A very early version of MUSH (I have no clue which or when) 'fixed' this by adding a command that allows you to change your name after creation.
Title: Re: Renting, port numbers and other questions.
Post by: Hades_Kane on May 11, 2018, 11:52 AM
The short(ish) answers are...

With rent... when MUDs were invented, computer and network resources were scarce, and rent was a means to encourage players to only keep/carry what was necessary, and to free up resources by nuking the inventories of players who didn't play frequently.  As far as why people still use it?  A few different reasons... 1) Tradition, 2) Lack of ability to change it, 3) Sadism, 4) Money / economic sink...  I think most people agree that rent and rent-like systems are garbage, though.

On port numbers... especially with the popularity of MUD hosting services, even if some MUDs may have different domains you connect through, many MUDs will have the same IP and the port will be what distinguished one MUD on the same server from another.  For example, you can connect to End of Time through eotmud.com and I also host Cleft of Dimension on my VPS at cleftofdimension.com... EoT uses port 4000, CoD uses port 9000.  That's likely a big reason why there are so many different port numbers.  As far as why someone might have 8530?  The server/host might have already assigned 8000 - 8529 and chooses to assign them in sequential order... some might assign them randomly... essentially, many MUDs may not have any sort of choice in the matter.  Who knows with the rest of them?  Maybe they just like the number

With names, like nullscan said, its login credentials.  Just about anywhere that you create an account, a username of some sort is the first step.  But yeah, I can see an argument being made for name selection coming last, or an option to change it during/after creation.  In fact, I'm going to modify our character creation to allow for that, and probably allow for it up to level 15.
Title: Re: Renting, port numbers and other questions.
Post by: Epilogy on May 11, 2018, 12:01 PM
Chiming in that many muds that have account systems will use the account name for credentials, and open a small menu with character options. One of the things that could have been done better overall if it had been widely adopted.
Title: Re: Renting, port numbers and other questions.
Post by: RahjIII on May 11, 2018, 12:41 PM
For one thing is the rent system. What purpose does it serve besides to be inconvenient to the players?
[...]
So why do games have rent as part of their game play?  Does saving anywhere cost more to create or keep as a server?  Is it hard coded into the type of mud code base they use?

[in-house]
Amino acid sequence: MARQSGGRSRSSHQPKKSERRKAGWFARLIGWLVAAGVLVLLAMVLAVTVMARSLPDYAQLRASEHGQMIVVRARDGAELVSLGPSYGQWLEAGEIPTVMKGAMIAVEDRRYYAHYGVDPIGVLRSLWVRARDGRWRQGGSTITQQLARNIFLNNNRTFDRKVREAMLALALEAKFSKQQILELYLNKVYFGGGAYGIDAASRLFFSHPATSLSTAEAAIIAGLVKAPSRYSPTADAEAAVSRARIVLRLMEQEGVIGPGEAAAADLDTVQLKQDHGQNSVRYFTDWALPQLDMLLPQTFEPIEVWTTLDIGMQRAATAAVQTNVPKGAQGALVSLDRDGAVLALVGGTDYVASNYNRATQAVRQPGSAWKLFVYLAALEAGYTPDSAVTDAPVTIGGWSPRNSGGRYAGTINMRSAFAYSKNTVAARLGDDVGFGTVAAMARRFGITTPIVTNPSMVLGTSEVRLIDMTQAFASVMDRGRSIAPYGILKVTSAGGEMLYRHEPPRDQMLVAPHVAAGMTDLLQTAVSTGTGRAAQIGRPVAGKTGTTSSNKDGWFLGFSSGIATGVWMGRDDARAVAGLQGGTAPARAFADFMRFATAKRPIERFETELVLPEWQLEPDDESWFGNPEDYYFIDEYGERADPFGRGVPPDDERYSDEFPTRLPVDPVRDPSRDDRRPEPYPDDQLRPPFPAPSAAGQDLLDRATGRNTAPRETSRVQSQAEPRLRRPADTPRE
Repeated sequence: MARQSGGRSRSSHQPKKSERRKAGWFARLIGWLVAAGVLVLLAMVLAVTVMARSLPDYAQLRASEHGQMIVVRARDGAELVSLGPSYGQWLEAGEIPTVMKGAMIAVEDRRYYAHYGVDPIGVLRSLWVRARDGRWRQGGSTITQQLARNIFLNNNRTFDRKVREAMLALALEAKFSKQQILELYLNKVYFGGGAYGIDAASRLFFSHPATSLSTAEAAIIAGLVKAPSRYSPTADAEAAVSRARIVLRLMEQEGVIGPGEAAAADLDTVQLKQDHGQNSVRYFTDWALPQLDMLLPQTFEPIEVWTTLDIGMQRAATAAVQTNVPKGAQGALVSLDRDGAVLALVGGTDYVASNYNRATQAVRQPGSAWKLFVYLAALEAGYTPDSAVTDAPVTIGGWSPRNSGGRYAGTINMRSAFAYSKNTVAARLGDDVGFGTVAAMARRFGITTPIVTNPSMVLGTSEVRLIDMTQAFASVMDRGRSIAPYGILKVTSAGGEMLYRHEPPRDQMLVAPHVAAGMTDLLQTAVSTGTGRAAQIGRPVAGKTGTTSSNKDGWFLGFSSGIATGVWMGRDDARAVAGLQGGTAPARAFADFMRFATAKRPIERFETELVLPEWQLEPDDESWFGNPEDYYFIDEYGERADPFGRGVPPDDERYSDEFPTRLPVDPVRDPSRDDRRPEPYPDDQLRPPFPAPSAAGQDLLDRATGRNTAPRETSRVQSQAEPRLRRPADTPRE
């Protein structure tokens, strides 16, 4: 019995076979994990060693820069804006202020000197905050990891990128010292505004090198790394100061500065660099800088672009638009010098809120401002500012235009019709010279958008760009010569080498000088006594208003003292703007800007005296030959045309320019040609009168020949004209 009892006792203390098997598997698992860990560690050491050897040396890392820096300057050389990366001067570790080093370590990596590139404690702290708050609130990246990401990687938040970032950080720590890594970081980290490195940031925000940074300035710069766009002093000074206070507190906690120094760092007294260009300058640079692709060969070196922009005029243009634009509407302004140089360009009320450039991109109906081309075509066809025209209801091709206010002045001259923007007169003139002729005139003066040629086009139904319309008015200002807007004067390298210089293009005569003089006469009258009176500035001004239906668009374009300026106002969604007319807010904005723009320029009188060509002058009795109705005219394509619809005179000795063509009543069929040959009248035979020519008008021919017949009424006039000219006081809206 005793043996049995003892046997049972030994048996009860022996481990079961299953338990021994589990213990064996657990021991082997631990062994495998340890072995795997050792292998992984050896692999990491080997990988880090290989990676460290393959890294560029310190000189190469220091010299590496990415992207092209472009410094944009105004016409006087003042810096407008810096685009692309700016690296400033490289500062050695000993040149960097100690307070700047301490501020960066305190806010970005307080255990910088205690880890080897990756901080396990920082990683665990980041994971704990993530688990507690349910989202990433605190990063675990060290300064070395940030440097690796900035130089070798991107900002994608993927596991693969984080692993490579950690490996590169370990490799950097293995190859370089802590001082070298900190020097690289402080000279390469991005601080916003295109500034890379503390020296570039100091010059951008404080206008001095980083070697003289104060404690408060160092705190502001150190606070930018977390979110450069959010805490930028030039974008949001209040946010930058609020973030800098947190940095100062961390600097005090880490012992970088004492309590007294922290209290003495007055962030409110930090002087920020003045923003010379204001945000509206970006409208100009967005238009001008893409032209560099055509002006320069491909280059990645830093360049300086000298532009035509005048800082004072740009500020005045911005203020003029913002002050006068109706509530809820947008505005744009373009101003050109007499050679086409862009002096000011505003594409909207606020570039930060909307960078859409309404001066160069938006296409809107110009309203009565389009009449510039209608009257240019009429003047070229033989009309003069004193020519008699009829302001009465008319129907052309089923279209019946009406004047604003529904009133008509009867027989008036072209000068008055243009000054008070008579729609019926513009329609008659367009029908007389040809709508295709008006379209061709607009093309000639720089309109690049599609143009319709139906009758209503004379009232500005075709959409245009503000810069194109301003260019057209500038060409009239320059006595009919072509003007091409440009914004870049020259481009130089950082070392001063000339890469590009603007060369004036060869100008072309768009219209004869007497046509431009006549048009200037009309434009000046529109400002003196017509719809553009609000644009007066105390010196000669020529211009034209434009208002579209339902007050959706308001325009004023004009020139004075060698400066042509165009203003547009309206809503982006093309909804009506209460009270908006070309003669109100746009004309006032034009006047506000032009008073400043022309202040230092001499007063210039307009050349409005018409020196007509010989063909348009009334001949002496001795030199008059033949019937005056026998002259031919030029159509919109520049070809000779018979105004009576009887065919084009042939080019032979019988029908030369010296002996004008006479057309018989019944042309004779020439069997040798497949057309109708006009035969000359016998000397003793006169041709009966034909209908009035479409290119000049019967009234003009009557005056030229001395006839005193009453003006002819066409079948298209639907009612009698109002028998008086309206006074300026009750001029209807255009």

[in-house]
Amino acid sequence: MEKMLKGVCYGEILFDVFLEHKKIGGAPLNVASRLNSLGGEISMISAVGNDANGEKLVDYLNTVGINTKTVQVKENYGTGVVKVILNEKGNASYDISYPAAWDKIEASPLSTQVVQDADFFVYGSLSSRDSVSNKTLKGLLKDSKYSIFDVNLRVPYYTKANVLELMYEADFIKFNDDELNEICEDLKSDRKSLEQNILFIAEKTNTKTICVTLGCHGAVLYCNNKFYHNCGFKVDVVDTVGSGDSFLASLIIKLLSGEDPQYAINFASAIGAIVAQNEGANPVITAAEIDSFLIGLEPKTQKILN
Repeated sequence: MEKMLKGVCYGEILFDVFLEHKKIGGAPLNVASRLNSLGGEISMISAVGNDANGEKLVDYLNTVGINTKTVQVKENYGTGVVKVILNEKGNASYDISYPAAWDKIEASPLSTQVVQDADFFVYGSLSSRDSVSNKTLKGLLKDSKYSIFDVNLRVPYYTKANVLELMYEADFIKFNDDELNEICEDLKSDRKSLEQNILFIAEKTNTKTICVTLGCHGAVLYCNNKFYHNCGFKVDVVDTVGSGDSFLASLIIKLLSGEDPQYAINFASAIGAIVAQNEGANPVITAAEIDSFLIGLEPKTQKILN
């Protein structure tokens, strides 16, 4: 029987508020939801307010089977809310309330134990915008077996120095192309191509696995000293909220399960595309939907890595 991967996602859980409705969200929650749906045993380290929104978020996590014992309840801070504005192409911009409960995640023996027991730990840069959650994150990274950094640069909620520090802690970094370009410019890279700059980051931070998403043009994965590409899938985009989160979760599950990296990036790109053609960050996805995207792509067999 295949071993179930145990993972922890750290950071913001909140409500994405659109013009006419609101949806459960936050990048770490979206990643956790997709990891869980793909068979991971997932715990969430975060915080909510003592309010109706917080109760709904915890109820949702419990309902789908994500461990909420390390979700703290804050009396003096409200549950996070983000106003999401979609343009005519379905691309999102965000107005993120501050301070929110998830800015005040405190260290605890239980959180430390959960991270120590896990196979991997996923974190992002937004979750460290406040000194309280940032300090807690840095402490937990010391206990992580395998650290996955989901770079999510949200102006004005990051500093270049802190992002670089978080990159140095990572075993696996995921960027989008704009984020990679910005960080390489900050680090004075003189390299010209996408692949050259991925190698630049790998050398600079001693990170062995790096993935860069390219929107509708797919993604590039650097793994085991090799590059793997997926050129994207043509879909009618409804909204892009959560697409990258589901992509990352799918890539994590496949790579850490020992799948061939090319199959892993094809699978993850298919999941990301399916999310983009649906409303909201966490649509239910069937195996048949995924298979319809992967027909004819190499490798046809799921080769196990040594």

A lot of mud codebases that are still in use today were developed in the early 1990's, a time when computers were slow, and data storage wasn't as cheap and plentiful as it is today.   It was simply too expensive to keep save data for characters who were no longer playing the game, and rent was a way to automatically cull out the non-players.  Computers sped up, and storage got large enough that it became trivial to keep the data for ever, but the code was already in place and rent had become an accepted tradition, so its still there in some games today.

The change in computer speed and storage size between 1990 and today is orders of magnitude greater, and that makes it hard to appreciate.    In 1991/1992 when we first started working on The Last Outpost, the game ran on a shared departmental server with a 25Mhz processor, 8MB of memory, and 400MB hard drive on which we had a 10MB quota enforcement.  That was typical for the time.  Today it runs on a server with a 1.8Ghz processor, 8GB of memory, and a 1TB drive, no space quota.   

Today, our game has roughly 100000 times as much storage space available to it as it did in 1992. 

So what does that mean in today's terms?  An original DikuMud style player save record weighed in at about 1 Kilobyte.  In "today's bytes" on our current server, a file of that weight would be close to (1KB*100000) = 100 Megabytes.  That's per player.  Store a few thousand player records, and you are looking at a few hundred Gigabytes of player storage in "today's bytes" that has to get backed up every night.  Its not unmanageable, but its not small either. 

Hope that helps answer your question!

Title: Re: Renting, port numbers and other questions.
Post by: Hades_Kane on May 11, 2018, 12:50 PM
That got me curious...

Our largest pfile is 42kb... The next 16 largest pfiles go from 20k - 38k
169 pfiles go from 10k - 20k

We have 2889 pfiles totaling 15,645kb.

I actually expected them to be much larger, considering how much "bloat" we technically have in the pfiles, from having NO object compression/compiling code (I have on my list to adapt something from Smaug for that), and the numerous quest "variables" that save on players.